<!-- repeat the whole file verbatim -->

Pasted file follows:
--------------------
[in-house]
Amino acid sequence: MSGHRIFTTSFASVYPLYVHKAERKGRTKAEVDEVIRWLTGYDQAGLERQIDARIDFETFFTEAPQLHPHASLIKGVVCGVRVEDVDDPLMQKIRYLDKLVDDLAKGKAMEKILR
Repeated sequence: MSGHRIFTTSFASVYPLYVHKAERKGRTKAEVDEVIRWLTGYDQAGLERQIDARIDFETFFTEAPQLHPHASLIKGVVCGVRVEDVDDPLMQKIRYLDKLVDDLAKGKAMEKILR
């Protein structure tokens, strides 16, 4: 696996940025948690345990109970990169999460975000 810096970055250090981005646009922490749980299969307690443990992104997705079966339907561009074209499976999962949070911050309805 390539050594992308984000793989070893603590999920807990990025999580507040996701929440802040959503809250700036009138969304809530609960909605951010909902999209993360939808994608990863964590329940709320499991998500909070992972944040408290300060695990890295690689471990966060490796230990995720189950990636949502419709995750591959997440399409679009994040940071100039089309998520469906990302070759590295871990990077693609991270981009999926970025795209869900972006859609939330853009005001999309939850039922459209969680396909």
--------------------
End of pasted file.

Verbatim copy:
[in-house]
Amino acid sequence: MSGHRIFTTSFASVYPLYVHKAERKGRTKAEVDEVIRWLTGYDQAGLERQIDARIDFETFFTEAPQLHPHASLIKGVVCGVRVEDVDDPLMQKIRYLDKLVDDLAKGKAMEKILR
Repeated sequence: MSGHRIFTTSFASVYPLYVHKAERKGRTKAEVDEVIRWLTGYDQAGLERQIDARIDFETFFTEAPQLHPHASLIKGVVCGVRVEDVDDPLMQKIRYLDKLVDDLAKGKAMEKILR
């Protein structure tokens, strides 16, 4: 696996940025948690345990109970990169999460975000 810096970055250090981005646009922490749980299969307690443990992104997705079966339907561009074209499976999962949070911050309805 390539050594992308984000793989070893603590999920807990990025999580507040996701929440802040959503809250700036009138969304809530609960909605951010909902999209993360939808994608990863964590329940709320499991998500909070992972944040408290300060695990890295690689471990966060490796230990995720189950990636949502419709995750591959997440399409679009994040940071100039089309998520469906990302070759590295871990990077693609991270981009999926970025795209869900972006859609939330853009005001999309939850039922459209969680396909």